Chapter 4: Stand and Deliver
More Tips on Nonverbal Cues:
- Make eye contact with as many people as you can in the room.
- Incorporate natural, unrehearsed, hand gestures in your speech to add interest and emphasis.
- Dress comfortably and appropriately.
- Be sure your hand gestures aren't going to be offensive to your audience—particularly your international attendees.
- Don't try to spruce up your speech with contrived gestures.
Taking Care of External Factors:
Murphy's Law says: Everything that can go wrong, will go wrong. It tells us that there are certain things out of our control. Well, that's not exactly true.
Though you can't control every single factor that may affect the success of your speech, you can manage a large majority of them.
So how do you keep external conditions in check? Stick to the plan, the following guidelines may help:
- Ensure the size of the room accommodates the number of attendees: If the location is too crowded, the attendees will be distracted or cause a distraction due to the lack of seats.
On the other hand, if the room is too big for the group, that's going to make the attendees feel disconnected and you'll spend a lot of your time trying to draw them in.
You should also ensure that the room accommodates other activities too. For example, if you expect your audience to take notes then there needs to be appropriate desk space.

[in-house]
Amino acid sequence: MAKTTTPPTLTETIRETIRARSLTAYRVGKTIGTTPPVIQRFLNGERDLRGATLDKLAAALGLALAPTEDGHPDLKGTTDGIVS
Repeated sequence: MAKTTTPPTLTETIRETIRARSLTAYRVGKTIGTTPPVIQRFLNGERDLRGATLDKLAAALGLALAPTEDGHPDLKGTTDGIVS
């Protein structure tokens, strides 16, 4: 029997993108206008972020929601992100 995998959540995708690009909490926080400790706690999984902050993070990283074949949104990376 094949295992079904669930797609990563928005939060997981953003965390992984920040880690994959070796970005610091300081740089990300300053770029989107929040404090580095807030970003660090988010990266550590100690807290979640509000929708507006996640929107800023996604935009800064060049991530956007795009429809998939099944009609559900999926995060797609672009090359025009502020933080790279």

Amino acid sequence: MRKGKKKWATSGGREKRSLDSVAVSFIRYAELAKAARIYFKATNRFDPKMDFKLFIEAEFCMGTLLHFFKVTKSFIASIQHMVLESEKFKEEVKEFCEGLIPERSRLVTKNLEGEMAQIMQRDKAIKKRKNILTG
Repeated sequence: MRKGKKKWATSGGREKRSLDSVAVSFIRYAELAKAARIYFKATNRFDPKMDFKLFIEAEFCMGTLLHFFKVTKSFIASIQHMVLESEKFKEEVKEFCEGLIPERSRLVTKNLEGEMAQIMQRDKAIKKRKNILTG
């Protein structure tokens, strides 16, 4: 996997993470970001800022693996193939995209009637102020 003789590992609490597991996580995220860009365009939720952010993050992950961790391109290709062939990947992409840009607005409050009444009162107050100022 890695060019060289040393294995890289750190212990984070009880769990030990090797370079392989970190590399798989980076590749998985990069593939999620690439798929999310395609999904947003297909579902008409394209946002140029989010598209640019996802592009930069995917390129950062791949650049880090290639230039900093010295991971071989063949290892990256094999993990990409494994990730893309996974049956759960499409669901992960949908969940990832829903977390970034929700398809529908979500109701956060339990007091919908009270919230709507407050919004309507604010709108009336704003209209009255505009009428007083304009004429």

- Ensure there is sufficient light for you and the audience:
Even if the you're going to be speaking in a room that only lights up the stage, you should still ensure there is enough light for audience members to enter, exit, and find their seats.
- Deal with outside noises: If your speech gets drowned out by outside noises, like a kid yelling down the hall, simply pause until the noise ceases.
If the situation is getting too out of hand, it's okay to let your audience know you need to take a minute or so to address the distraction.
- Handle the disruption: As the speaker, you're in charge.
If someone is making noise, talking on a cell phone, or do anything else to throw you off your game, let them know you'd appreciate it if they reduced the noise or handled their business outside.
- Use a microphone: If you're talking to more than 200 people you need a microphone. Please check the amplification system to ensure it works.
Conduct a sound check to determine whether your equipment is functioning. Think about how you plan to deliver your speech to determine the type of microphone you plan to use.
If you're going to be moving around, use a clip on microphone called a lavalier. They're small and can allow you to move close to your audience.
With a standard microphone, maintain about six inches between your mouth and the piece you hold in your hand or have on a stand.
- Plan ahead: Take a look at where you're supposed to stand before your talk. Also, be sure that the podium or lectern you requested is actually in place.
When it comes to external factors, you're responsible for ensuring that the atmosphere will facilitate successful communication between you and your audience.